Terrier, by Tamora Pierce

Beka Cooper is a rookie with the law-enforcing Provost’s Guard, commonly known as “the Provost’s Dogs,” in Corus, the capital city of Tortall. To the surprise of both the veteran “Dogs” and her fellow “puppies,” Beka requests duty in the Lower City. The Lower City is a tough beat. But it’s also where Beka was born, and she’s comfortable there.

Beka gets her wish. She’s assigned to work with Mattes and Clary, famed veterans among the Provost’s Dogs. They’re tough, they’re capable, and they’re none too happy about the indignity of being saddled with a puppy for the first time in years. What they don’t know is that Beka has something unique to offer. Never much of a talker, Beka is a good listener. So good, in fact, that she hears things that Mattes and Clary never could – information that is passed in murmurs when flocks of pigeons gather … murmurs that are the words of the dead.

In this way, Beka learns of someone in the Lower City who has overturned the power structure of the underworld and is terrorizing its citizens into submission and silence. Beka’s magical listening talent is the only way for the Provost’s Dogs to find out the identity of this brutal new underlord, for the dead are beyond fear. And the ranks of the dead will be growing if the Dogs can’t stop a crime wave the likes of which has never been seen. Luckily for the people of the Lower City, the new puppy is a true terrier

My favorite Tamora Pierce book yet. It’s kind of a police-mystery-fantasy book, set two hundred years before Alanna: The First Adventure, and Beka is an intensely realistic and amazing character. It’s told in first person, which I usually don’t care for, but it’s in diary format, so it’s okay. I’ve probably read this book at least five or six times, and it’s just as good every time. The language is slang-y and full of creative fictional curse words, like “Poxy, horse-swiving Rat” and other things, which made me grin.

Now, again, these are only the high fantasy book recommendations, and you are strongly encouraged to read other books by these authors.

A Clean Slate.

For my New Year’s resolution, I have decided to start taking this blogging thing seriously. Unfortunately, it’s kind of hard for me to do that right now, because this blog (Adventures Of A Teen Writer) is all over the place, I don’t have any kind of niche like the experts recommend, and the posts don’t fit very well into the categories. Also, the aforementioned posts are pretty low quality, because I have to pump them out in massive quantities in order to reach my once-per-day quota.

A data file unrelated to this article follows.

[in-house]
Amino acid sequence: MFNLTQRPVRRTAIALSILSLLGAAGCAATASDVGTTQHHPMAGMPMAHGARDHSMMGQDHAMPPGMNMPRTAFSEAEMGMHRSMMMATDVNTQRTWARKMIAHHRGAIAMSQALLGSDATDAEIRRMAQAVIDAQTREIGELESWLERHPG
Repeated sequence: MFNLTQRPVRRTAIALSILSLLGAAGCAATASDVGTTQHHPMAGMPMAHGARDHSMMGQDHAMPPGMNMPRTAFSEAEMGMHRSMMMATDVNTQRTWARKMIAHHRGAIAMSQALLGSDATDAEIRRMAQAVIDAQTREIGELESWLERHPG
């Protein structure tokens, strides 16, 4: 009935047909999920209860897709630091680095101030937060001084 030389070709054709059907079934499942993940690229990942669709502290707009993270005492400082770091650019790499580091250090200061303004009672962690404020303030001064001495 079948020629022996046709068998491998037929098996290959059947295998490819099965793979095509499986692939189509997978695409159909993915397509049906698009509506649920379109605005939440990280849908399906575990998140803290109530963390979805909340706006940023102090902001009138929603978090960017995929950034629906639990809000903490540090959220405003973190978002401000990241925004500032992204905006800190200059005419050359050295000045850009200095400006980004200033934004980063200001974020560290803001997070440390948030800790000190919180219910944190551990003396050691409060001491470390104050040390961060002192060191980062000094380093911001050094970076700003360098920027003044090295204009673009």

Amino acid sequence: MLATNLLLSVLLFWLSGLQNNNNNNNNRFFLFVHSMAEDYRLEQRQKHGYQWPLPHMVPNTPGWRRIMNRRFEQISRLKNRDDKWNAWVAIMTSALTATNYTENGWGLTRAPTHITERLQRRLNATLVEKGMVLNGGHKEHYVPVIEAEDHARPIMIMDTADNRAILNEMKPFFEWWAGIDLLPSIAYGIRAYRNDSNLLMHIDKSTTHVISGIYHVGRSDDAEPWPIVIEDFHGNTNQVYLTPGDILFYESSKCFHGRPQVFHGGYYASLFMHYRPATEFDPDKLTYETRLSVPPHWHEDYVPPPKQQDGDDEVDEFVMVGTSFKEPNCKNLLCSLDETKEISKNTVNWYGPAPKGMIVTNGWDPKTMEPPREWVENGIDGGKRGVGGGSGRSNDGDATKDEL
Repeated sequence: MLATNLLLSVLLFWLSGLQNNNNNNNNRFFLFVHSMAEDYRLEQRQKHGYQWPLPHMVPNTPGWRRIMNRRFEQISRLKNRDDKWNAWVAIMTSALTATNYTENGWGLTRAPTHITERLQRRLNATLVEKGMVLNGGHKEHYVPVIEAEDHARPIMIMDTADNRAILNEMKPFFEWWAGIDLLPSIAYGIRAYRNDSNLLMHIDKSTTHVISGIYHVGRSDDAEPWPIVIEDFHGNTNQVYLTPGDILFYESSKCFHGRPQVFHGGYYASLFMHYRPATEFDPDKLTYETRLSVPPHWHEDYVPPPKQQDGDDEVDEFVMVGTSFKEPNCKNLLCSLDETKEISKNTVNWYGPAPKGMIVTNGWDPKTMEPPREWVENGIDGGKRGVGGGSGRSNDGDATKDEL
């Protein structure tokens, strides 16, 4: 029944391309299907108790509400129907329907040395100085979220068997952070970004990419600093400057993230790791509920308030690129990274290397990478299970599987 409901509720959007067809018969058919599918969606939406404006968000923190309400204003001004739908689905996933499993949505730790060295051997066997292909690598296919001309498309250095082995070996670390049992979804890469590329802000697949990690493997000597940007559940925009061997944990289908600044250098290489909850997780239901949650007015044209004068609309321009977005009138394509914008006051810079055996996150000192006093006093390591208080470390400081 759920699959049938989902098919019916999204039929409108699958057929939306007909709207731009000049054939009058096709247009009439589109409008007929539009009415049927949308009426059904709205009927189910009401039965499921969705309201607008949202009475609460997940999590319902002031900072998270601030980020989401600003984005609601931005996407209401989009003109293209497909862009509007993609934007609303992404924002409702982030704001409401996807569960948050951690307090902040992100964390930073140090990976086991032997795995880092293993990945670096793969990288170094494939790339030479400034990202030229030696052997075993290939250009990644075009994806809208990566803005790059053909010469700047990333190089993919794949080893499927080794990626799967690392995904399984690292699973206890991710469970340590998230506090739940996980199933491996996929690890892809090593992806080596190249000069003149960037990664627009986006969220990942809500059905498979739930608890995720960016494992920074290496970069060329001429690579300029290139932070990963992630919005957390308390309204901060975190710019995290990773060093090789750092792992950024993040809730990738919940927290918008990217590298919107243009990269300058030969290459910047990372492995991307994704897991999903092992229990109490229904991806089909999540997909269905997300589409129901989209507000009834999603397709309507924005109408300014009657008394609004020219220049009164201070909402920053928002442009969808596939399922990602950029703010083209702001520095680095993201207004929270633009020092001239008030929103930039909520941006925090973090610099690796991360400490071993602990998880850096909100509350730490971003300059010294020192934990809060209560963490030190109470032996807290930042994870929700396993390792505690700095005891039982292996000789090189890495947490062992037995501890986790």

I want to become a freelance writer, so this stuff is really important to me. I need to build a professional-looking website with some quality articles. This blog was recently suspended by an automated spambot, and during the interval between sending the WordPress people a message about it and waiting for them to get back to me, about two days, I started a new blog. It’s called OneTeenLiving, and it’s geared towards other teenagers, specifically teenagers who have big dreams– Or no dreams at all– and want to start working towards them now. Screw waiting to grow up.

I’ll be posting every Monday, Wednesday, and Friday, starting on Wednesday December 31st, 2014. (Today!) Tuesdays and Thursdays you guys might get reblogs, but I’ll be using those days to edit my unpublished posts in an attempt at brilliance.

I’m taking the Blogging 101 course WordPress is providing, and I’ll be recycling some of my more pertinent posts from this blog, edited, of course, and geared more towards teens. If you want to preemptively follow my new blog before I’ve got any posts up. I would be delighted to have you. Here’s the link: OneTeenLiving.

Also, comment below if you’d like me to follow you under my new account. Ciao, guys.